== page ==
— Barbara @ rudimentary 6:17 pm PST, 12/11/05

December 6, 2005

Second draft revisited

To answer some of your comments, I’m much happier with the characters in this second draft of my latest mystery, and I think they’ll continue to grow, which is important for a series I’ll want to go back to. It wouldn’t do for the author to get bored with the backdrop and characters in a series too soon.

How does the emotional factor compare with my earlier mysteries? Shadows Fall was intensely emotional, since it dealt with Beth Gray’s PTSD and related phobia, as well as her dramatic family interactions. That was a different kind of story. It’s been called psychological suspense by some, and I think it tips in that direction. This story doesn’t go that far into psychological drama, but there’s a strong people element, as well as romance, and these characters have their histories, which to a great extent drive them to do the things they do, for good or ill. Instead of psychology, here I’m exploring one area of parapsychology—or at least paranormal experience. Nothing creepy or horrific about it, but I hope it will intrigue all the same. (more…)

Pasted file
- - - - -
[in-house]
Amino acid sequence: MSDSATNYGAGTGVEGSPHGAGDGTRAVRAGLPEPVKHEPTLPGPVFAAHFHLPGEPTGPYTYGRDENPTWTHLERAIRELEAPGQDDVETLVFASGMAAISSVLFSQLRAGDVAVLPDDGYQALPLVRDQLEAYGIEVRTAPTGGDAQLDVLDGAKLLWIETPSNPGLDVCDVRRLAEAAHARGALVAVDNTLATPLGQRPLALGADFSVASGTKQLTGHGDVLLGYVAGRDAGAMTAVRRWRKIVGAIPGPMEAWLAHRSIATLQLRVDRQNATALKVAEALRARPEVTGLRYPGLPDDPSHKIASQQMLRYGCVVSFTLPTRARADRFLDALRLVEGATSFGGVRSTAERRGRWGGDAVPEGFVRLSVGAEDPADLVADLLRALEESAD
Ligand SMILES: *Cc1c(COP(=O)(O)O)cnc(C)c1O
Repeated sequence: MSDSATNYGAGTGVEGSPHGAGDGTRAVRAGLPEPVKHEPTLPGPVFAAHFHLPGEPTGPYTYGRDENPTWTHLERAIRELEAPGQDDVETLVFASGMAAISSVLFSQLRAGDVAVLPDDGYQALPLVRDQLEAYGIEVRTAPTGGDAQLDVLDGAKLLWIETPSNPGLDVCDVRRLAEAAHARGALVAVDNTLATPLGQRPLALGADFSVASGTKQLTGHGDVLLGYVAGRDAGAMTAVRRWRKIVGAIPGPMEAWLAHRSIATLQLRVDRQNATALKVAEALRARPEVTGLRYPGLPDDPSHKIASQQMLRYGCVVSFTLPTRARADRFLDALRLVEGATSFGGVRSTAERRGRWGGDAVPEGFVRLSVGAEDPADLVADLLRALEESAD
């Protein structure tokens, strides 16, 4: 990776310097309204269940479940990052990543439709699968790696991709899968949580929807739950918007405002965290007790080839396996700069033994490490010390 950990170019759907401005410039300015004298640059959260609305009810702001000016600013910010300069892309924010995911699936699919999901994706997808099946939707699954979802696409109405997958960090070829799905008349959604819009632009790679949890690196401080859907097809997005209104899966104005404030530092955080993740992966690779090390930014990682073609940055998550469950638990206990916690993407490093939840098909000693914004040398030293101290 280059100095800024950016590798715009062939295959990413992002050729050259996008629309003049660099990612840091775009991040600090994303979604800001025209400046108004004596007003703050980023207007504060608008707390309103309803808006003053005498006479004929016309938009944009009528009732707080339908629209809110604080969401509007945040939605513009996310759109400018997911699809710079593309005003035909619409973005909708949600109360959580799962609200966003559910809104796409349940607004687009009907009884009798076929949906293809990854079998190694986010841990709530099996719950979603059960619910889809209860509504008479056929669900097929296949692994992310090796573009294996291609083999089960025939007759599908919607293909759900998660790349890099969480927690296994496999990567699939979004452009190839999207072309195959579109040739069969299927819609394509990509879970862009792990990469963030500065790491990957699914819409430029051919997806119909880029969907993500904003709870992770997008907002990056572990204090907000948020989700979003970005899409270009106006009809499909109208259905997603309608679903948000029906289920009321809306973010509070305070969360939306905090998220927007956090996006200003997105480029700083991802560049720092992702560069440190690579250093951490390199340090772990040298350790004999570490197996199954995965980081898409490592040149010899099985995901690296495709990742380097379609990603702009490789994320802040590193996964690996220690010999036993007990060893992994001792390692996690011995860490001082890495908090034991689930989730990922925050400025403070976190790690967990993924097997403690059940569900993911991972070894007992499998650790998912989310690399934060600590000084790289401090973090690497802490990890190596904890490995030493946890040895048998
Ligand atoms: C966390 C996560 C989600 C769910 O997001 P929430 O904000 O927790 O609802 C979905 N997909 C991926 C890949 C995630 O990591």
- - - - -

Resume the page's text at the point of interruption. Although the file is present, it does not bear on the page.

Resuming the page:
— Barbara @ rudimentary 3:04 pm PST, 12/06/05

December 2, 2005

Second draft completed

I thought I’d better check in, since I’ve been absent so much lately you might think I’d been sucked into my computer and am living an alternate existence inside my own fiction. That’s how it feels sometimes. I’ve finally finished the second draft of the novel in progress. This was a huge effort, mainly because I rewrote just about the whole thing. Except for one or two of the early chapters it’s almost unrecognizable compared to the first draft, with major point of view and character changes. I’m much happier with the resolution to the mystery. I’m reading back through, looking for the places the story slows down. (more…)